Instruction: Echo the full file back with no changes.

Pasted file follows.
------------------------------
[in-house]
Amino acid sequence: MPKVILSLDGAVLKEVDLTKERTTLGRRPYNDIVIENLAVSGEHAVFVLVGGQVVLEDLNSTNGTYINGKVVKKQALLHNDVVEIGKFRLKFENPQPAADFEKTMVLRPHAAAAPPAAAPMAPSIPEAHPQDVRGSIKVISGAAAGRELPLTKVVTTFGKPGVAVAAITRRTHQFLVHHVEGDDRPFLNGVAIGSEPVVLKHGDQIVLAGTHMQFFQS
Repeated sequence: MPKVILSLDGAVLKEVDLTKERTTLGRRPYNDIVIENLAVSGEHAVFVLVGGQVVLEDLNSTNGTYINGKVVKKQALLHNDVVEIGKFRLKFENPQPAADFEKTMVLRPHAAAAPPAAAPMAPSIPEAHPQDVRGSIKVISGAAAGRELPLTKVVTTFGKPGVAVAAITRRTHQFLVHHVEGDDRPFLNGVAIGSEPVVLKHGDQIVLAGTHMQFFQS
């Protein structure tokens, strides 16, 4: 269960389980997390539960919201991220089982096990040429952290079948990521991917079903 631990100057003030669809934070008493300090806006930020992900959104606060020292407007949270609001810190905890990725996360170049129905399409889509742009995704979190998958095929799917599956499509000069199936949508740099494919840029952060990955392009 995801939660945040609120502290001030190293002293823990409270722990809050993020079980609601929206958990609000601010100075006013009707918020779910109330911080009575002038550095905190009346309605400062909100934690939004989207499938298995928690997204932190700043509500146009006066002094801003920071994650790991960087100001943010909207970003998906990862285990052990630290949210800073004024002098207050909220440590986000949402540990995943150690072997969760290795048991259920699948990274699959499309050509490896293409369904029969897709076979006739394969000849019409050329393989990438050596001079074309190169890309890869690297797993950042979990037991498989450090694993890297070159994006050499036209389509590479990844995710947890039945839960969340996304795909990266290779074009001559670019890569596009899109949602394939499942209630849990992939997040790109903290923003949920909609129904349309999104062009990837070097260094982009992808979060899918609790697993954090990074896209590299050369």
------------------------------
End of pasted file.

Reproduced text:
[in-house]
Amino acid sequence: MPKVILSLDGAVLKEVDLTKERTTLGRRPYNDIVIENLAVSGEHAVFVLVGGQVVLEDLNSTNGTYINGKVVKKQALLHNDVVEIGKFRLKFENPQPAADFEKTMVLRPHAAAAPPAAAPMAPSIPEAHPQDVRGSIKVISGAAAGRELPLTKVVTTFGKPGVAVAAITRRTHQFLVHHVEGDDRPFLNGVAIGSEPVVLKHGDQIVLAGTHMQFFQS
Repeated sequence: MPKVILSLDGAVLKEVDLTKERTTLGRRPYNDIVIENLAVSGEHAVFVLVGGQVVLEDLNSTNGTYINGKVVKKQALLHNDVVEIGKFRLKFENPQPAADFEKTMVLRPHAAAAPPAAAPMAPSIPEAHPQDVRGSIKVISGAAAGRELPLTKVVTTFGKPGVAVAAITRRTHQFLVHHVEGDDRPFLNGVAIGSEPVVLKHGDQIVLAGTHMQFFQS
């Protein structure tokens, strides 16, 4: 269960389980997390539960919201991220089982096990040429952290079948990521991917079903 631990100057003030669809934070008493300090806006930020992900959104606060020292407007949270609001810190905890990725996360170049129905399409889509742009995704979190998958095929799917599956499509000069199936949508740099494919840029952060990955392009 995801939660945040609120502290001030190293002293823990409270722990809050993020079980609601929206958990609000601010100075006013009707918020779910109330911080009575002038550095905190009346309605400062909100934690939004989207499938298995928690997204932190700043509500146009006066002094801003920071994650790991960087100001943010909207970003998906990862285990052990630290949210800073004024002098207050909220440590986000949402540990995943150690072997969760290795048991259920699948990274699959499309050509490896293409369904029969897709076979006739394969000849019409050329393989990438050596001079074309190169890309890869690297797993950042979990037991498989450090694993890297070159994006050499036209389509590479990844995710947890039945839960969340996304795909990266290779074009001559670019890569596009899109949602394939499942209630849990992939997040790109903290923003949920909609129904349309999104062009990837070097260094982009992808979060899918609790697993954090990074896209590299050369």